“What kind of American do you want to be?”
Every year around America’s Independence Day – a.k.a., July Fourth – I ask myself this question.
The history of the United States includes some bad chapters, like slavery and gender discrimination. It also includes admirable things like technological innovation, freedom of speech and the “American Dream” – where anyone can make something of themselves if they can a) get there and b) work hard.
But, where are we now? Who are we now?
Almost every taxi driver I meet in Singapore asks what I think of President Trump and the state of America. So, as an American expat here, I have to think about this fairly regularly.
Admittedly, I’m having trouble answering those questions lately – with our President bullying our northern neighbour Canada and traditional European allies with trade tariffs and Twitter insults, as well as his administration’s “zero-tolerance” immigration policy that has drawn criticism for inhumane treatment at the southern border.
Then, of course, there’s the American economy, which is doing quite well – with near-record unemployment and businesses reporting strong earnings. Potential trade wars make America look greedy and isolationist. But, Trump was the presidential candidate who promised to give US businesses more fair “deals”, and he did win the election, after all.
While I may not totally support this administration, I do follow my own sports-playing advice: “Just because I don’t like the captain, doesn’t mean I quit the team.” And, when I’m feeling cynical or discouraged, I just try to return my original question: “What kind of American do I want to be?” Because, really, the only thing any of us can control is our own personal behaviour. Plus, I can still vote by mail ballot!
So, the kind of American I want to be is a compassionate American, who feels the pain in the photos of immigrant children separated from their parents by a chain link fence, or wants to support the working class’s right to jobs and healthcare. I want everyone to be happy within the construct of maintaining liberty and freedom for our people.
I want to be a tolerant American, who can look at both sides of the story and try to understand where the two ends can come together. I make exceptions to that rule for issues involving white supremacists or neo-Nazis, who don’t want to let gay people get married or adopt children. I just can’t get my head around their hateful rhetoric. And, I don’t think I have to. Thankfully, those people aren’t in the majority.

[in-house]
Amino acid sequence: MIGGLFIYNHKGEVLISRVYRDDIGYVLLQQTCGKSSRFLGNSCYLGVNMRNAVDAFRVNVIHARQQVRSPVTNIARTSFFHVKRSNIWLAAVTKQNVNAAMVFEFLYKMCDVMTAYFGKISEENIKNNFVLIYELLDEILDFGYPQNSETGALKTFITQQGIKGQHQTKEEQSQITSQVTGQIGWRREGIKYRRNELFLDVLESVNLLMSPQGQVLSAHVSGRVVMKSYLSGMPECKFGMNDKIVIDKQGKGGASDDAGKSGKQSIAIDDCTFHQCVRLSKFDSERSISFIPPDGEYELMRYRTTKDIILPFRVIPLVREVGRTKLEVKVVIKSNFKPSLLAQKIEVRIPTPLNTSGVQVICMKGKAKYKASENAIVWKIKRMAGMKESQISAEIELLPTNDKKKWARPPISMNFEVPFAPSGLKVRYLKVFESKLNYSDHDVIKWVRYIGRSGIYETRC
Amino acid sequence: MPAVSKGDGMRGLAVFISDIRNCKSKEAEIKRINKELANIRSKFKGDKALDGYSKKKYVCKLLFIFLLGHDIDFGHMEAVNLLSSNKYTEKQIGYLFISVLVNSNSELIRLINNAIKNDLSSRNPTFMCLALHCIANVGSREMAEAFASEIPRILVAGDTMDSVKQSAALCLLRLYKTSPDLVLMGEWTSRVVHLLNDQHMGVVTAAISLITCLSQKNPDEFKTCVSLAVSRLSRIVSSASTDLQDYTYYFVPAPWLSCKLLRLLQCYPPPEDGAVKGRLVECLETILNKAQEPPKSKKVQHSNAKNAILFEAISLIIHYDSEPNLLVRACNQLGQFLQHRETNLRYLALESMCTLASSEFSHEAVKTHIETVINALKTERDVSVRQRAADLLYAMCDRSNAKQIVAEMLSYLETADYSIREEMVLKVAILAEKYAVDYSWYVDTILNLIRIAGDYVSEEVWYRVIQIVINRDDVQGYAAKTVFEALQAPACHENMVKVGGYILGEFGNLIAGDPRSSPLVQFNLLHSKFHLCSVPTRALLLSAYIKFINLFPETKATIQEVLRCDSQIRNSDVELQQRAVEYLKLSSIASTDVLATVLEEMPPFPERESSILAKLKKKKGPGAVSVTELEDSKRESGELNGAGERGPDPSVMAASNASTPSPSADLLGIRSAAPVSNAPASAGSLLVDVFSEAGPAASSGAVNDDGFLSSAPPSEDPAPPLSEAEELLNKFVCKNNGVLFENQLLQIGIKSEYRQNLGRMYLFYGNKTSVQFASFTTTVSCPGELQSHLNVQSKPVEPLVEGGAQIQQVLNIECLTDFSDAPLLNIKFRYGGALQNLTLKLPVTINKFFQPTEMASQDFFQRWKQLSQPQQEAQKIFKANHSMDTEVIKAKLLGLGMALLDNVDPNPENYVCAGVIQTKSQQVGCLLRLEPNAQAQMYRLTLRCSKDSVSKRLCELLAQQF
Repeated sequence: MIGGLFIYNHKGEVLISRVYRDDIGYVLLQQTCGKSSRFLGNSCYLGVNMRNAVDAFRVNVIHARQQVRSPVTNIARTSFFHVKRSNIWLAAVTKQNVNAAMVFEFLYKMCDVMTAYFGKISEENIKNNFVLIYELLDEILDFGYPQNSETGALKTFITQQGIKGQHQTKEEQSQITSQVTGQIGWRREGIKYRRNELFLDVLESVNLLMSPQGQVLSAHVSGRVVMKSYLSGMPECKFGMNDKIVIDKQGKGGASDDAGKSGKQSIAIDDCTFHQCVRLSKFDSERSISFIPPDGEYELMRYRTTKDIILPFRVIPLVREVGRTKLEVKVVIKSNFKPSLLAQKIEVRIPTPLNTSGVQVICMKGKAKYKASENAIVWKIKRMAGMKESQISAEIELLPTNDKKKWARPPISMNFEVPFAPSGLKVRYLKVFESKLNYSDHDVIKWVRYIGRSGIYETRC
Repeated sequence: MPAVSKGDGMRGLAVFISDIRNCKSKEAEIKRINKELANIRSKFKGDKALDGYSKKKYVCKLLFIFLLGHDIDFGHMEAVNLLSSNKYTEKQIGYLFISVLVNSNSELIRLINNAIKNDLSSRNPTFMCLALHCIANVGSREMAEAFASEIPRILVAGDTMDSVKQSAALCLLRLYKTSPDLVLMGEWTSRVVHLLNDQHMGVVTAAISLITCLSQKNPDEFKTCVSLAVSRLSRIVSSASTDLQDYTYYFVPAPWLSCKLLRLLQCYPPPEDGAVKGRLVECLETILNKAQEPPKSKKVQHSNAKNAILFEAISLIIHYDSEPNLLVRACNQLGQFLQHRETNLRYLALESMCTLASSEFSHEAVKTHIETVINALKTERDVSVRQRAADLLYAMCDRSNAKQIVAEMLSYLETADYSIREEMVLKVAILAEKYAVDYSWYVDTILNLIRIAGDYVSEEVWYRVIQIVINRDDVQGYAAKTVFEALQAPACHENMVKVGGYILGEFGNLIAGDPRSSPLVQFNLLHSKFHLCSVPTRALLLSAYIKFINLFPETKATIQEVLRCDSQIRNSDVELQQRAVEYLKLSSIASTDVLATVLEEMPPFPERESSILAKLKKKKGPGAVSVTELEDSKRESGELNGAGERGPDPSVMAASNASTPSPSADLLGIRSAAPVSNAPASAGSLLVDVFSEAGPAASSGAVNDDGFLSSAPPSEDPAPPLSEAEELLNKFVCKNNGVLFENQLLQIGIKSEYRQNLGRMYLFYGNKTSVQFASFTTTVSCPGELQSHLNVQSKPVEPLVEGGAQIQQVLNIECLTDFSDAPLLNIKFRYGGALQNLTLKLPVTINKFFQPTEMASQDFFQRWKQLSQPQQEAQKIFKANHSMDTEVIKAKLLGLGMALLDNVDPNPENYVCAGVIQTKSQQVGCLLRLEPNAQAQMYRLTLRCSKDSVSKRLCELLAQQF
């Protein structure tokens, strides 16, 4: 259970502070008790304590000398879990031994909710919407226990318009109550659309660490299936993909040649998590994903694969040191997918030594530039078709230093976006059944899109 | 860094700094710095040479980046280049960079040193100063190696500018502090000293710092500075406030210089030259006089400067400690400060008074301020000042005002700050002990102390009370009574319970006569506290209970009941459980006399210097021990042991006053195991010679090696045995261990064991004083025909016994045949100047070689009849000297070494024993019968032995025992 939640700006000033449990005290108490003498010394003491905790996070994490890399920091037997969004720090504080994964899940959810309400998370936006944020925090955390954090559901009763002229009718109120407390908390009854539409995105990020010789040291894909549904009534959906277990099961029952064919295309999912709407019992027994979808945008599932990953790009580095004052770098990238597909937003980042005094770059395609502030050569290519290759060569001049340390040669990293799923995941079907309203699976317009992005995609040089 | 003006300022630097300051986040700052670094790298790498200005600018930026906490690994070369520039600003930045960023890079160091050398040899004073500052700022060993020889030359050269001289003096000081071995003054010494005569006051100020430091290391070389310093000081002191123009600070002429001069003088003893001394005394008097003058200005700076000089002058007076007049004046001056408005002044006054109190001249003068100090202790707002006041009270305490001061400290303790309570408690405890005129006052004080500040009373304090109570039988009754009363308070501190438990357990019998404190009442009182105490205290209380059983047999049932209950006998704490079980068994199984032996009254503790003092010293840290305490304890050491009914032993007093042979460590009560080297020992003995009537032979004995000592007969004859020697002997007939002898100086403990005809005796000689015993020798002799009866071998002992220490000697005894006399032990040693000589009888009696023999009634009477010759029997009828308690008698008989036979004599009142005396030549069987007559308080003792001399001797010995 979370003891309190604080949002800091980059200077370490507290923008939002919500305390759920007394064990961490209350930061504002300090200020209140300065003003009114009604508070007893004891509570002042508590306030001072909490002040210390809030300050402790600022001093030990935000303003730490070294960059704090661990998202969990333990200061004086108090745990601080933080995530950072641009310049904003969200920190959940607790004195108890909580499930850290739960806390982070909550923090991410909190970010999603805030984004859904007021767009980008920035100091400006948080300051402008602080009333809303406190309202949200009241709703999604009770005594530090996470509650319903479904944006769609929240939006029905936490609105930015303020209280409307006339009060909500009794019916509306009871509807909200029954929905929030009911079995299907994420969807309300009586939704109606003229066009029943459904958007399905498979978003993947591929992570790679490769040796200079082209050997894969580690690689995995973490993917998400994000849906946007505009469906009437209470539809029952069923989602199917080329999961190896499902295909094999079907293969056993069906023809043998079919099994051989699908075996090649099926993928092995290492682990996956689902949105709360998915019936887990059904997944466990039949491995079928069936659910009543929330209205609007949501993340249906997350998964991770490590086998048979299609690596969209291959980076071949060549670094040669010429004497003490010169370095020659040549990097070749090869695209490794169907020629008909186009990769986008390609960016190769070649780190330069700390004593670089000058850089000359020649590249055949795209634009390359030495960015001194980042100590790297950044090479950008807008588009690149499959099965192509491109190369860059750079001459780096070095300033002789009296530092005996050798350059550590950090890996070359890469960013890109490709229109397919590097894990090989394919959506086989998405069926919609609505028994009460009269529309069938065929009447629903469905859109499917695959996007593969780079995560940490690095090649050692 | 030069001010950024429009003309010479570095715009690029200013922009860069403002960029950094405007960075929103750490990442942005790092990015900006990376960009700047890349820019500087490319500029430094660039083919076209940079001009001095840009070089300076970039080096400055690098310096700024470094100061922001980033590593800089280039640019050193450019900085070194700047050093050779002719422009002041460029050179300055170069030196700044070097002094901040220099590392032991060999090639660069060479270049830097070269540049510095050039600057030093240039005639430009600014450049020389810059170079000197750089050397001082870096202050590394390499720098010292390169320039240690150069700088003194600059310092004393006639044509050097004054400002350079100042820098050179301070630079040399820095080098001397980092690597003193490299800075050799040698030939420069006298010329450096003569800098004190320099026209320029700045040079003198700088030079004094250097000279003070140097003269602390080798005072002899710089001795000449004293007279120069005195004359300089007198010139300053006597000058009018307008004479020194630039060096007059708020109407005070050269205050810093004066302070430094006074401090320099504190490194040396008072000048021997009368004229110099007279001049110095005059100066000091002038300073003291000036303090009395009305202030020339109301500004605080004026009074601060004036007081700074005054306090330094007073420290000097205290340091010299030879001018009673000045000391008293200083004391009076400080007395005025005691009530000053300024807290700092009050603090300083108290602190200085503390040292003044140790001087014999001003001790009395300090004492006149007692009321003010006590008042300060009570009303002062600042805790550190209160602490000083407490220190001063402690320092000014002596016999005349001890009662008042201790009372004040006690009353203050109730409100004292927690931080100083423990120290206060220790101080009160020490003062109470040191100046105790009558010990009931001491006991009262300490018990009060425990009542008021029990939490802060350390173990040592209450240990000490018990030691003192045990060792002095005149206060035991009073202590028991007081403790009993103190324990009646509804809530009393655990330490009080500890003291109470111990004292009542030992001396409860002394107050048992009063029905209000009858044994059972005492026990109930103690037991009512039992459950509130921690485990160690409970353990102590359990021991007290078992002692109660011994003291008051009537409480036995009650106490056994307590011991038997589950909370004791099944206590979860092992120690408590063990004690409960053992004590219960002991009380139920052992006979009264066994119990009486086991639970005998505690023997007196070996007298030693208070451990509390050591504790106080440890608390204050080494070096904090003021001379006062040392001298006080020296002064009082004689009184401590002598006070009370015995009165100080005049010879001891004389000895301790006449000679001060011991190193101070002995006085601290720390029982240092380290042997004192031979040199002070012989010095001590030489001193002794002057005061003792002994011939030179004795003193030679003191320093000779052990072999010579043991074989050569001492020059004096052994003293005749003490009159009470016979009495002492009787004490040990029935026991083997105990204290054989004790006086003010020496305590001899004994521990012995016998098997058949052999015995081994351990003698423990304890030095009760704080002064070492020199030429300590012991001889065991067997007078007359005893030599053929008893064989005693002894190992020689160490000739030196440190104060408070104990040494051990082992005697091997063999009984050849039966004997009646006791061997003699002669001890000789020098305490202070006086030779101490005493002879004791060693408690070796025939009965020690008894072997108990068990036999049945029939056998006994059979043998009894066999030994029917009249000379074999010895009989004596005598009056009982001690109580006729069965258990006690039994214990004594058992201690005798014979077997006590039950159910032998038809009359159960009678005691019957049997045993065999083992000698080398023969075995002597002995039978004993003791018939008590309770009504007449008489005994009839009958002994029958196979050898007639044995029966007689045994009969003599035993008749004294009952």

I want to be a nicer version of an American, as seen by people outside our country. As an expat, I often feel like I have to dispel the stereotype of the loud, selfish, obnoxious, “stupid” American. I have learned to sit back and listen more and not automatically give my opinion, which is a very American thing to do. (To be fair to myself and to note a potential hypocrisy, I am regularly asked my opinion on all of this!) I’m not perfect, but I continue to work on myself.
Nowadays, I’m listening and reading more about what it’s like to be a black American or Native American, a conservative American or even a communist American. I’m also learning first-hand what it’s like to live in Asia with the threat of North Korean nuclear attacks and China’s bid to control the South China Sea. I’m listening to what America’s potential trade tariffs will do to the global economy, and what the impact may be on the Singapore community in which I live.
Overall, I’m doing my best to be the best American that I can be: holding onto my current ideals, yet keeping my mind open. As America continues to evolve as a country, I shall continue to evolve as a citizen, even in absentia.
Wherever you are from, you might want to ask yourself who you want to be, too – and let’s see if we can all find some common ground as global citizens. At the end of the day, we all have to share one world.
About Andrea McKenna Brankin
Andrea McKenna Brankin is a journalist and author from the United States who lives a full life with bipolar disorder. Her book, Bipolar Phoenix, is awaiting a publishing contract. She is also currently a volunteer at the DaySpring Residential Treatment Centre for teen girls in Singapore, providing befriending-family support, therapeutic writing and rugby coaching.
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